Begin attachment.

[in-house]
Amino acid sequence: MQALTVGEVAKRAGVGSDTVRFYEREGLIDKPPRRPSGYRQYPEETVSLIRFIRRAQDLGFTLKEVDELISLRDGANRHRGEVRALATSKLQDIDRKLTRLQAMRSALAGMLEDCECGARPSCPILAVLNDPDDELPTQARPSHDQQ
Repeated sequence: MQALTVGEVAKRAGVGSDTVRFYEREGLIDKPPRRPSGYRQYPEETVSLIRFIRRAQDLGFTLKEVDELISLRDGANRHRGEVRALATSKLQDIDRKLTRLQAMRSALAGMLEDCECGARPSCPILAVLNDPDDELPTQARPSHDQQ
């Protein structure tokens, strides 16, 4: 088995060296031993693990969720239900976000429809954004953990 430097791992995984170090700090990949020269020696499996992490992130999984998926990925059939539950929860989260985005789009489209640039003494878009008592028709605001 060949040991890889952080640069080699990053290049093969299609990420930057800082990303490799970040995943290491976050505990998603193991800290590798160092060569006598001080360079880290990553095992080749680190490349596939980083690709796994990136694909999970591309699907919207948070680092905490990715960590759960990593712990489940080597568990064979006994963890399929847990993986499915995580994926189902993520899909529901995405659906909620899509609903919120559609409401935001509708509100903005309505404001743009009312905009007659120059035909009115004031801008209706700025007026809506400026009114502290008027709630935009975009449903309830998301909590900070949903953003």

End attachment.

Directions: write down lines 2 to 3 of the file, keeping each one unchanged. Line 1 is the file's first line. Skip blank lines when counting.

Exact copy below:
Amino acid sequence: MQALTVGEVAKRAGVGSDTVRFYEREGLIDKPPRRPSGYRQYPEETVSLIRFIRRAQDLGFTLKEVDELISLRDGANRHRGEVRALATSKLQDIDRKLTRLQAMRSALAGMLEDCECGARPSCPILAVLNDPDDELPTQARPSHDQQ
Repeated sequence: MQALTVGEVAKRAGVGSDTVRFYEREGLIDKPPRRPSGYRQYPEETVSLIRFIRRAQDLGFTLKEVDELISLRDGANRHRGEVRALATSKLQDIDRKLTRLQAMRSALAGMLEDCECGARPSCPILAVLNDPDDELPTQARPSHDQQ